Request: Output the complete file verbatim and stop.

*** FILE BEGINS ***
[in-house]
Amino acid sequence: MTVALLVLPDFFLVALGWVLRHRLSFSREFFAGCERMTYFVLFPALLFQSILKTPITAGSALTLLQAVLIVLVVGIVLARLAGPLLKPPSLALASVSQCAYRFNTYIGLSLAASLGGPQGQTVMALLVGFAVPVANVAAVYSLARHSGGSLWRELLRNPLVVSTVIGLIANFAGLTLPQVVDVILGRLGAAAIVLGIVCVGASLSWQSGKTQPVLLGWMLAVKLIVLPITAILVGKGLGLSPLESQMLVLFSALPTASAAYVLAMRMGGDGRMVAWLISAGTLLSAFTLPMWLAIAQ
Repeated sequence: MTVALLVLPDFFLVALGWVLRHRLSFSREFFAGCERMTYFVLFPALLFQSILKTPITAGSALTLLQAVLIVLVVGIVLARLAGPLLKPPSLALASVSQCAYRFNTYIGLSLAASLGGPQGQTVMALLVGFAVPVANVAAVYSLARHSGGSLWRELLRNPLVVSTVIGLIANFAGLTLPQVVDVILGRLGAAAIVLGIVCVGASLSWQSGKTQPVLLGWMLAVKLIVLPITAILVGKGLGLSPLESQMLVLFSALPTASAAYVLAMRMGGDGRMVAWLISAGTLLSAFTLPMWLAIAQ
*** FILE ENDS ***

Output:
[in-house]
Amino acid sequence: MTVALLVLPDFFLVALGWVLRHRLSFSREFFAGCERMTYFVLFPALLFQSILKTPITAGSALTLLQAVLIVLVVGIVLARLAGPLLKPPSLALASVSQCAYRFNTYIGLSLAASLGGPQGQTVMALLVGFAVPVANVAAVYSLARHSGGSLWRELLRNPLVVSTVIGLIANFAGLTLPQVVDVILGRLGAAAIVLGIVCVGASLSWQSGKTQPVLLGWMLAVKLIVLPITAILVGKGLGLSPLESQMLVLFSALPTASAAYVLAMRMGGDGRMVAWLISAGTLLSAFTLPMWLAIAQ
Repeated sequence: MTVALLVLPDFFLVALGWVLRHRLSFSREFFAGCERMTYFVLFPALLFQSILKTPITAGSALTLLQAVLIVLVVGIVLARLAGPLLKPPSLALASVSQCAYRFNTYIGLSLAASLGGPQGQTVMALLVGFAVPVANVAAVYSLARHSGGSLWRELLRNPLVVSTVIGLIANFAGLTLPQVVDVILGRLGAAAIVLGIVCVGASLSWQSGKTQPVLLGWMLAVKLIVLPITAILVGKGLGLSPLESQMLVLFSALPTASAAYVLAMRMGGDGRMVAWLISAGTLLSAFTLPMWLAIAQ